In America most people generally think that blue collar workers are less intelligent than white collar or professional workers. Sadly this commonly held belief is just as prevalent today as it has ever been. In spite of the fact that there is evidence to the contrary this assumption still causes people to be stereotyped and treated differently.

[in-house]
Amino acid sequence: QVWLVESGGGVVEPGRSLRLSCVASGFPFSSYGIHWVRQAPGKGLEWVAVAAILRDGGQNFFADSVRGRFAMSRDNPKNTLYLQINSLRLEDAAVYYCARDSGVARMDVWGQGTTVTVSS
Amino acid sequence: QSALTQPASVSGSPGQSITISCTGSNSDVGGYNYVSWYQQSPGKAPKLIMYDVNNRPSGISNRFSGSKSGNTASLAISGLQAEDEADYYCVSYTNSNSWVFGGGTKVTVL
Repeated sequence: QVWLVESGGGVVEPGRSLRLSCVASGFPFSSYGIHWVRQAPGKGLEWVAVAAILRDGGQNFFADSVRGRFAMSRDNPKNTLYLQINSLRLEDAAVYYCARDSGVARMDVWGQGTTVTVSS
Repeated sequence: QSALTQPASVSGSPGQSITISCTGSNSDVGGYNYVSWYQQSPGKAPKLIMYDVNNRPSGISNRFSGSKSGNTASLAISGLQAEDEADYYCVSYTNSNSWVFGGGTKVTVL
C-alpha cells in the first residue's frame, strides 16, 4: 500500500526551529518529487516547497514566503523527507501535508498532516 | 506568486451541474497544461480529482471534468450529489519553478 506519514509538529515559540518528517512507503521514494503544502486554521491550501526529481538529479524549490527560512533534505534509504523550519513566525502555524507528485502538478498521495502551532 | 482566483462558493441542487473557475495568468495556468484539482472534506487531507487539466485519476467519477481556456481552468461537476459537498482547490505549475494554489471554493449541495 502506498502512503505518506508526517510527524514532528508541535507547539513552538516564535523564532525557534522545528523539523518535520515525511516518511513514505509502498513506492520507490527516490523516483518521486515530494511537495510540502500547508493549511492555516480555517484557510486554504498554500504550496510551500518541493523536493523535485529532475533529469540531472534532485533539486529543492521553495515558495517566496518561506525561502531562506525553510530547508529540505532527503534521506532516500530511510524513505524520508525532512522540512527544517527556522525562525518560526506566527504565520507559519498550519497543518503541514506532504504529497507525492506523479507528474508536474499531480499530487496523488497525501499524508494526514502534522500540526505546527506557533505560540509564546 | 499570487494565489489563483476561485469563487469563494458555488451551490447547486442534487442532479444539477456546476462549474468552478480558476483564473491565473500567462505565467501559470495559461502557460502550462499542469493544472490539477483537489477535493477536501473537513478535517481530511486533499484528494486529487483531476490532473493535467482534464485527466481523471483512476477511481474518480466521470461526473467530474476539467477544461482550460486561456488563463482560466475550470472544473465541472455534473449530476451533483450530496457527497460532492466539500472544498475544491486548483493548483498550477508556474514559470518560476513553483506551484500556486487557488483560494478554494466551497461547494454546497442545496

Mike Rose, in his article “Blue-Collar Brilliance”, reprinted in “They Say, I Say”, provides both personal examples and results of clinical tests that dispute this long held misconception. Rose relates his observations of watching his mother master the skill of waiting on tables in various restaurants during his childhood years. The author details his observations of his mother developing memory skills to keep orders delivered correctly and using movements efficiently. Rose states “… and (I) have come to understand how much my mother’s kind of work demands of both body and brain” clearly recognizing that simply physical work requires thought and planning to enable effective use of tasks and movements. The energetic waitress also found great interest in studying the moods and feelings of customers which not only enabled her to earn higher tips because of the way she learned to treat people but helped her deal with difficult customers. Rose speaks of his academic struggles in high school and the high school English teacher that made a difference in his life by inspiring him to go to college. Another interesting personal study that the author discusses is the experience of his uncle Joe who started working on the assembly line at a car factory with little formal education but retired as the manager of the entire body and paint shop. His uncle had the ability to learn from experience and Rose states that his uncle believed that working on the line was “… like schooling, he said, a place where you’re constantly learning” which demonstrate that his uncle was the type of person who was looking for opportunity in...
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